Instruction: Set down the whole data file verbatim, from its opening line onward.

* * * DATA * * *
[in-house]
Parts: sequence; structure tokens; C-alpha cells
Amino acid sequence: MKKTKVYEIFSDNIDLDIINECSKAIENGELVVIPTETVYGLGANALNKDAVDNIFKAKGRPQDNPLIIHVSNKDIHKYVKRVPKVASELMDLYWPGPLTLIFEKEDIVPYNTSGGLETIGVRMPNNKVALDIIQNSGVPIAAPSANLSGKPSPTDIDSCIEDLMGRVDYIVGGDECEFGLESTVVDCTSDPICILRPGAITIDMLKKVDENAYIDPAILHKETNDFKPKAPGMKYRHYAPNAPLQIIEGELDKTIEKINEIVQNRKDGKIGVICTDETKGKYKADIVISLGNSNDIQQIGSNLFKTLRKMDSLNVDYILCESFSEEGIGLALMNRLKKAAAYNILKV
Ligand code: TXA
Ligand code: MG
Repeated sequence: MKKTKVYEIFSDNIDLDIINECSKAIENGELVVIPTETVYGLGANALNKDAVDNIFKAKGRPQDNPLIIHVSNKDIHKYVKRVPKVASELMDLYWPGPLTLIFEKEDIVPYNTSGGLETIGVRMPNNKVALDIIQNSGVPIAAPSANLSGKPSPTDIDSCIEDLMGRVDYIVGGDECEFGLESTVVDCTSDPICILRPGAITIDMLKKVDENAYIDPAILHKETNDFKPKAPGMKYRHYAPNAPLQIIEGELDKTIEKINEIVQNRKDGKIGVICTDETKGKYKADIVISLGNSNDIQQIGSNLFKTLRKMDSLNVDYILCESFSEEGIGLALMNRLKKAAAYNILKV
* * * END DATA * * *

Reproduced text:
[in-house]
Parts: sequence; structure tokens; C-alpha cells
Amino acid sequence: MKKTKVYEIFSDNIDLDIINECSKAIENGELVVIPTETVYGLGANALNKDAVDNIFKAKGRPQDNPLIIHVSNKDIHKYVKRVPKVASELMDLYWPGPLTLIFEKEDIVPYNTSGGLETIGVRMPNNKVALDIIQNSGVPIAAPSANLSGKPSPTDIDSCIEDLMGRVDYIVGGDECEFGLESTVVDCTSDPICILRPGAITIDMLKKVDENAYIDPAILHKETNDFKPKAPGMKYRHYAPNAPLQIIEGELDKTIEKINEIVQNRKDGKIGVICTDETKGKYKADIVISLGNSNDIQQIGSNLFKTLRKMDSLNVDYILCESFSEEGIGLALMNRLKKAAAYNILKV
Ligand code: TXA
Ligand code: MG
Repeated sequence: MKKTKVYEIFSDNIDLDIINECSKAIENGELVVIPTETVYGLGANALNKDAVDNIFKAKGRPQDNPLIIHVSNKDIHKYVKRVPKVASELMDLYWPGPLTLIFEKEDIVPYNTSGGLETIGVRMPNNKVALDIIQNSGVPIAAPSANLSGKPSPTDIDSCIEDLMGRVDYIVGGDECEFGLESTVVDCTSDPICILRPGAITIDMLKKVDENAYIDPAILHKETNDFKPKAPGMKYRHYAPNAPLQIIEGELDKTIEKINEIVQNRKDGKIGVICTDETKGKYKADIVISLGNSNDIQQIGSNLFKTLRKMDSLNVDYILCESFSEEGIGLALMNRLKKAAAYNILKV